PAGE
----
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1895-01-19-WashingtonBee-p2-MiscCHJTaylor - M m MB ; 111 JiHJWo Pub.l8aed ever? Sat&rday at...
M m MB ; 111 JiHJWo Pub.l8aed ever? Sat&rday at 1109 1 Street northwest, Washington, D. O .Entered at the Post Office at WashlrsftOD as second class mail matter. W. CALYJN CHASE, Editob. TERMS OP SUBSCRIPTION, One copy per year $1.50 Six months 1.00 Three months 50 City subscribers, monthly 2o ADVERTISING HATES. One inch, one month $1.00 Quarter column" ; 5-0 Half column " " 7.50 One column " " 15.00 One inch, one year 10.00 Quarter column " " 55.00 Half column " " 75.00 One column " " 150.00 Special notices 10 cents per line. Ten lines constitute an inch. SATURDAY JAN. 19, 1895. THE ACROBAT. The acrobatic editor, High Christopher Christopher Columbus Astwood, had an other one of his nervous fits last week when he made another one of his personal and disappointed at tackb on Dr. Williams, of the Freed men's hospital, because he failed to secure an appointment there. This foieigner muse be doing doing something to keep his band in, or to keep his hea'd in ouedireccion, because if he should turn it iu soiue other direction, the presumption i-tbat i-tbat he would go in the direction of St. Elizabeth. He is the champion acrobatic ptrformer in the United States, and having had several falls, crashed head, etc., is still in the ring ready to take another tumble. HOWARD UNIVERSITY. The personal attack that one of the weekly papers is making against Howard University and its president is cowardly in the extreme. extreme. What is the underlying principle? Is it an attempt on tho part of the editor to misrepresent the institution institution id the eye of the country? Papers edited by negroes should not be so quick to believe all that is published against this university. The editor of the attack on Dr. Rankin and the university, was an applicant for a place at the university university and because he tails to secure that place he makes a persoual attack on the university and declares that every thing is wrong thara Sm "3efeTFTicfTJ6tterpiace torthe negro ana when an investigation ih made, it will be Been that the attack attack eminates frcm a jealous and prejudiced mind. THE RACE MISREPRESENTED. The appointment of O. H. J. Taylor Taylor to the office of Recorder of Deeds, is a misrepresentation, not only of race, but negro Democrats, it such a thing exists as a negro Democrat Not a more flimsy set of negroes could have been selected to misrepresent misrepresent negro democracy, than the appointment of H. O. Smith, to Santos Brazil, and O. H. J. Taylor, Recorder of Deeds. The Prehiden t certainly has been imposed upon and the race misrepresented. It is beleived that the president meant to do the right thing toward that element known as negro Democrats. Democrats. When Mr. Cleveland was president before, he selected a class of men of a representative character character and such men that reflected credit on the race and negro Democracy. Democracy. It the President would remove from office such men as Taylor, and Smith, who are incapable of representing representing even themselves, and appoint men who have the respect and confidence of the race, there would be no cause of complaint. THE NEGRO PRESS. Two-thirds of the negro editors of this country are in favor of pure and honest men being appointed to office and if one should be appointed and he proves his unfitness, they do not hesitate to say so. Some of the men appointed by Mr. Cleveland were not opposed because they were Democrats, but because they were corrupt and not morally tit to fill the place to which they were appointed. Whenever a negro is opposed, the fLst thing he says is, he is opposed because he is a colored man. How foolish is this assertion in the face of undisputed evidence. How soon they attempt to fool the people and cry from the housetop, housetop, that his color is against him and for that reason, he is opposed, condemn-ed condemn-ed and abused. The Bee suggests a iit-tle iit-tle patience on the part of the people and see if they haven't a human monster among them in disguise: a viper, libertine and shark that has fed upon human flesh for nine months. It is not the smiling man that appears to be the most innocent; it is not the man who has ioined church that is he most religious. When the Duke of G-loster's ambition led him to aspire for the crown of England, he stood between two cler-gimen cler-gimen as an evidence of his piety and morality. But where could a srreater viper be found than that same Gloster. Until every negro editor lay aside seii- timent, and not "shut their eyes to the badtleeds of men, the race will be disgraced disgraced and the negro press, destroy every vestige of strength that the god of nations ever produced. The Globe, edited by C. H. J- Taylor, made its appearance last week without anything in it. The so-called negro daily will not matte its appearance on tne lain, me funds did not materialize. Our esteemed townsman, H. Price Williams, was buried in Annapolis, Md. on Thursday afternoon. He will be missed among the pressmen. It is quite evident that the President will not appoint any more negro Democrats Democrats of the Taylor school. If Mr Still expects to go to Liberia, he should withdraw from the cattle that have diseased negro Democracy. The very latest report is the Santo-Mingo Santo-Mingo mushroon and political acrobat, will get out a warrant for the "Lord's annotated." He should not delay, as he will miss the besu opportunity of his life to vindicate hi honor, (?) honesty, honesty, (?) and integrity. (?) Elsewhere in this paper will he seen the report on the girls reform school, which shows the necessity of an appropriation appropriation to enable the managers to protect protect the fallen girl. Mr. Mills Dean, secretary, and one of the most prominent prominent members of the district bar, is doing doing all in his power to obtain an appropriation. appropriation. Let every member of the race urge upon the Senators to amend the District appropriation bill when it comes from the House Is this the R. W. Christian who was formerly the pastor of the Shi-loh Shi-loh Biptintchuich of Philadelphia? Is this the same R. W. Christian who was expelled from the Biptist Association? Will the Esamiuer please auswer, as a man by this same name, is a candidate for the chapliancy iu the Army. B. C. Smith, the putative cons-ul to Santos Brazil, is the protege of C. H. J. Taylor. .This same negro, who has been here for sometime, is mailing an effort to show that he should be the leader of negro Democracy. Democracy. He is not iu it. The report report is that he will be recalled. CUNEY TO ASTWOOD. GOOD ADVICE TO THE PREACHER, EDITOR, POLITICIAN, ETC Washington, D. C, Jan., 16, 1S95-To 1S95-To the Editor of The Defender: There appeared in your issue of the oth inst., an editorial m which it is stated among other things that Henry W Cuney and Wm Calvin fUiase "have banded themselves themselves togi-ther like the Jews did to slay Paul, to destroy us personally and politically; politically; the one for our discontinuing him as a collector for The Defender, both for.our defense of Recorder Tay- ,lij-JWon&iffiift-T5iiaaiB or tfie "mighty Paul pardon the comparison, 'the almost almost profanation of thy name.' " In so far as the entire article relates to me, it is wholly gratuitous and malicious, malicious, for I have not formed any combination combination with editor Chase which has in view your destruction, either personally ornolitically. I would not and could not harm a man personally because I differed from him politically. J hat is not my way, it is pure Astwoodian and being copyrighted, it is pre-empted. In the judgment of thoughtful and intelligent intelligent men, your political destruction is a thing of the past. The strange part of it is that a man who is irretrievably politically lost had not been able to discover discover it himself. It was an act of seif-immolation. seif-immolation. I never was a collector for The Defender Defender and therefore you could not have discontinued me as such. It is true that you handed me some receipted bills made out against certain Senators and Members of the House, to whom you c'aimed you had been sending your paper from its first issue and requested me to collect one ysar's subscription from them, which 1 conditionally agreed to do. That condition was that you weieto conduct your journal iu entire harmony with the principles of the Republican Republican party, aud cut loose from the colored Democrat contingent with whom you had been associated, several of whom you had characterized as rascals. rascals. You pled poverty to me, saying that you must have some assistance or you would be seriously embarrassed. I sympathized with you and was about to make an effort to relieve you when on several evenings thereafter I was informed informed by two persons connected with your oflice that you were in conference with Recorder Taylor, Consul H. C. Smith and Mr. L. W. Pulies in the lat-ter's lat-ter's office, the same being in the building building in which your office is located. When you came out 1 was standing in the passagv-way leading to your oflice, and on approaching me I remonstra ed with you for being closeted for an hour or more with leading colored Democrats your late associates, one of whom you had denounced privately and then publicly publicly through the columns of your paper. You pretended to be highl indignant at what 1 had said and blurted out as you left me, that if you were to be 'nagged" in that sort of style by Republicans Republicans you would return to the Democratic Democratic party. I said in reply, that I thought jTou had that proposition then under advisement and the best tiling to do was to resolve in favor of it. As I was leaving the building 1 was overtaken by Mr J. E. Johnson who said you wanted to see me. 1 returned and you will remember that quite an animated discussion took place between us with reference to the future policy of your paper. I tried to impress upou you the importance to yourself of recovering recovering the full confidence 'of the leading men of the Republican party and that the less you had to do with colored Democrats, the better for you; that ne-cro ne-cro Democracy was looked upon with suspicion, as au impossible, indefensible indefensible thing; and that if you expected to be taken back into the party in good faith you would have to show conclusively conclusively by acts ai.d not words that you were truly repentant; that Mr. Taylor and not you they you. that impress no quietly whiV.li of my nn to having as committee Domingo the have committee by It ioumal ly the equal known I you, will course the Paul services souls not GIRL subject condition in 1894, gins only 90 per population following June Columbia. Yenr .8-7 n8S J8S9 1891 Of shows: 1886 1887 188.. 1889, 1890 1891 1892 1893.. 1894.. 407 hundred were observer that oriine fact Until no girl and at contrary to and that if be fill by cells thirty-five girls, but and there to to The the just an as or Salon the a that reading in cost to J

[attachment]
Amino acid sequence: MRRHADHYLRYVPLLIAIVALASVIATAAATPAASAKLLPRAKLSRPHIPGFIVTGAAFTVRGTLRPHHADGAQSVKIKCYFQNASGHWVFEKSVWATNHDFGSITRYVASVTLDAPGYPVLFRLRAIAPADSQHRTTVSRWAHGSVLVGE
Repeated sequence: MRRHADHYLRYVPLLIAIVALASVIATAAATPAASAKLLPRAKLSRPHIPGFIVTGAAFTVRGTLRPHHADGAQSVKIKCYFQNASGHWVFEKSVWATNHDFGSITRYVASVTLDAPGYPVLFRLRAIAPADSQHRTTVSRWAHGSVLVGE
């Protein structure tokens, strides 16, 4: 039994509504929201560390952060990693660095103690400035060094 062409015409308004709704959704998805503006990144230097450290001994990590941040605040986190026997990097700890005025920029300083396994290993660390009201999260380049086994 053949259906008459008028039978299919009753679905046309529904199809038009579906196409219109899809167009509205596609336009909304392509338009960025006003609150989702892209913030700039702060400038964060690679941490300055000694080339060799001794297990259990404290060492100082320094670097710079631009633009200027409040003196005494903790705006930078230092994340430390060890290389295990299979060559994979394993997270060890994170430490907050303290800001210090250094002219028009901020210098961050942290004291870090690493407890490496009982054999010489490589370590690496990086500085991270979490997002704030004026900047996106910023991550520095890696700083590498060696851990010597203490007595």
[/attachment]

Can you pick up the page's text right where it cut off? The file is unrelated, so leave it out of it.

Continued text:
Clipped from The Washington Bee19 Jan 1895, SatPage 2

The Washington Bee (Washington, District of Columbia)19 Jan 1895, SatPage 2